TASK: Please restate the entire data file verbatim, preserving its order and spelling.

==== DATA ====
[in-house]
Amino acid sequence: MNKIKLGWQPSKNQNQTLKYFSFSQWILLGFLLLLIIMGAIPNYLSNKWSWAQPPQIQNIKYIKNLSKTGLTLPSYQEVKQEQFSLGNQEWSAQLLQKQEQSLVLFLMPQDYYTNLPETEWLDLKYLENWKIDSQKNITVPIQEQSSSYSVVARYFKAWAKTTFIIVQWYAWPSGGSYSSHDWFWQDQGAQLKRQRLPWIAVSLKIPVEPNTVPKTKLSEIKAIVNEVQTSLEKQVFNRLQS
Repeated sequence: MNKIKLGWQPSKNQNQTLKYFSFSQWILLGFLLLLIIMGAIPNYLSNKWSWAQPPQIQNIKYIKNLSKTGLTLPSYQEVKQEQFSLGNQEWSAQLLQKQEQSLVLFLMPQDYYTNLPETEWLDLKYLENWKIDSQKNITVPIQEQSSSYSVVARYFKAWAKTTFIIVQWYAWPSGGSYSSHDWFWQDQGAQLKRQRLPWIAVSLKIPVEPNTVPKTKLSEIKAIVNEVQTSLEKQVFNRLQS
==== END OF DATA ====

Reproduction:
[in-house]
Amino acid sequence: MNKIKLGWQPSKNQNQTLKYFSFSQWILLGFLLLLIIMGAIPNYLSNKWSWAQPPQIQNIKYIKNLSKTGLTLPSYQEVKQEQFSLGNQEWSAQLLQKQEQSLVLFLMPQDYYTNLPETEWLDLKYLENWKIDSQKNITVPIQEQSSSYSVVARYFKAWAKTTFIIVQWYAWPSGGSYSSHDWFWQDQGAQLKRQRLPWIAVSLKIPVEPNTVPKTKLSEIKAIVNEVQTSLEKQVFNRLQS
Repeated sequence: MNKIKLGWQPSKNQNQTLKYFSFSQWILLGFLLLLIIMGAIPNYLSNKWSWAQPPQIQNIKYIKNLSKTGLTLPSYQEVKQEQFSLGNQEWSAQLLQKQEQSLVLFLMPQDYYTNLPETEWLDLKYLENWKIDSQKNITVPIQEQSSSYSVVARYFKAWAKTTFIIVQWYAWPSGGSYSSHDWFWQDQGAQLKRQRLPWIAVSLKIPVEPNTVPKTKLSEIKAIVNEVQTSLEKQVFNRLQS